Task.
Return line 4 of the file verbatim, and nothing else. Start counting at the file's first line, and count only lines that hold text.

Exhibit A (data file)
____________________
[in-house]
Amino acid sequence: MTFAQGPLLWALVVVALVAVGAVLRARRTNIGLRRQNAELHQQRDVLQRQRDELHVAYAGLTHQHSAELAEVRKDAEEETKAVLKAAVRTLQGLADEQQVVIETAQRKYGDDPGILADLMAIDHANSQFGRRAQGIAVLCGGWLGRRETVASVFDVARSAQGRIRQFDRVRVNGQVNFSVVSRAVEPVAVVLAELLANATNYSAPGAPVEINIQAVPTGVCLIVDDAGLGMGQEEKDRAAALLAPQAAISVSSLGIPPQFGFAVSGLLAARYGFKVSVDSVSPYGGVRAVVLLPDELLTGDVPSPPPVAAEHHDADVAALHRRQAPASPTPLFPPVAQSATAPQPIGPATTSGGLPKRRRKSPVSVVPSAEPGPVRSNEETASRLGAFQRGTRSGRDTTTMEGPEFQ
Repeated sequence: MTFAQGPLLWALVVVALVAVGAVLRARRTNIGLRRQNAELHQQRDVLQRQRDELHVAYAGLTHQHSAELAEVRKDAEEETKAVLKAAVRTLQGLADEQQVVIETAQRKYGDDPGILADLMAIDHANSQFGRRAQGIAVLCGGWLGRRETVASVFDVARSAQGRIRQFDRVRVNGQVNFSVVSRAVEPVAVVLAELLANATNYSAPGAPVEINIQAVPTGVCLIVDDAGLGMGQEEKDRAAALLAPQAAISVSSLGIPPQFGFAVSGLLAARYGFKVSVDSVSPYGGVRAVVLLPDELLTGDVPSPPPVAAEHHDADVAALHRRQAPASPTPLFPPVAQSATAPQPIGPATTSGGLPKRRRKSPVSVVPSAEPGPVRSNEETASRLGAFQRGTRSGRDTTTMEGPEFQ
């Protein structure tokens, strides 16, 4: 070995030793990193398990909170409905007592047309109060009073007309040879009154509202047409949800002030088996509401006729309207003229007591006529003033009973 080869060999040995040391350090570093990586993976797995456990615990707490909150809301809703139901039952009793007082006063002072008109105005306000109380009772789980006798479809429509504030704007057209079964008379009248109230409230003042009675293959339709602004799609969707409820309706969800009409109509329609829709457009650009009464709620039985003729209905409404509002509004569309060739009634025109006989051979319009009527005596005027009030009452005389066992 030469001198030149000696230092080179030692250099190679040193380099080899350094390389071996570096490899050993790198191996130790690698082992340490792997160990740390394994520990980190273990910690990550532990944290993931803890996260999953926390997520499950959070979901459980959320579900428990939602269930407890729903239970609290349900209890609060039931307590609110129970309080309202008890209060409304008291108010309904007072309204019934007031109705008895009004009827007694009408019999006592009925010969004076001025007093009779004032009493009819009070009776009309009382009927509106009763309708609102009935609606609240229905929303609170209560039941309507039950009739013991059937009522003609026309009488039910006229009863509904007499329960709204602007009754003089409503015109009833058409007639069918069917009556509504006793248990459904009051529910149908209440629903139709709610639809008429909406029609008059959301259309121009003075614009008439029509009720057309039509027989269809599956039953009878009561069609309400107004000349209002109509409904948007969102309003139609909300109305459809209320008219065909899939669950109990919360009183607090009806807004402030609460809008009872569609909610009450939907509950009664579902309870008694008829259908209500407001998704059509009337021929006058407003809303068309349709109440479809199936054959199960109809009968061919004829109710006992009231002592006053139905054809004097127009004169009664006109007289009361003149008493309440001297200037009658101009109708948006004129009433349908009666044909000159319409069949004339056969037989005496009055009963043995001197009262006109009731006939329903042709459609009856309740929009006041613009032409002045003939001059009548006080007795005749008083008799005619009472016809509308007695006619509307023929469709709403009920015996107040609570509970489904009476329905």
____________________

């Protein structure tokens, strides 16, 4: 070995030793990193398990909170409905007592047309109060009073007309040879009154509202047409949800002030088996509401006729309207003229007591006529003033009973 080869060999040995040391350090570093990586993976797995456990615990707490909150809301809703139901039952009793007082006063002072008109105005306000109380009772789980006798479809429509504030704007057209079964008379009248109230409230003042009675293959339709602004799609969707409820309706969800009409109509329609829709457009650009009464709620039985003729209905409404509002509004569309060739009634025109006989051979319009009527005596005027009030009452005389066992 030469001198030149000696230092080179030692250099190679040193380099080899350094390389071996570096490899050993790198191996130790690698082992340490792997160990740390394994520990980190273990910690990550532990944290993931803890996260999953926390997520499950959070979901459980959320579900428990939602269930407890729903239970609290349900209890609060039931307590609110129970309080309202008890209060409304008291108010309904007072309204019934007031109705008895009004009827007694009408019999006592009925010969004076001025007093009779004032009493009819009070009776009309009382009927509106009763309708609102009935609606609240229905929303609170209560039941309507039950009739013991059937009522003609026309009488039910006229009863509904007499329960709204602007009754003089409503015109009833058409007639069918069917009556509504006793248990459904009051529910149908209440629903139709709610639809008429909406029609008059959301259309121009003075614009008439029509009720057309039509027989269809599956039953009878009561069609309400107004000349209002109509409904948007969102309003139609909300109305459809209320008219065909899939669950109990919360009183607090009806807004402030609460809008009872569609909610009450939907509950009664579902309870008694008829259908209500407001998704059509009337021929006058407003809303068309349709109440479809199936054959199960109809009968061919004829109710006992009231002592006053139905054809004097127009004169009664006109007289009361003149008493309440001297200037009658101009109708948006004129009433349908009666044909000159319409069949004339056969037989005496009055009963043995001197009262006109009731006939329903042709459609009856309740929009006041613009032409002045003939001059009548006080007795005749008083008799005619009472016809509308007695006619509307023929469709709403009920015996107040609570509970489904009476329905």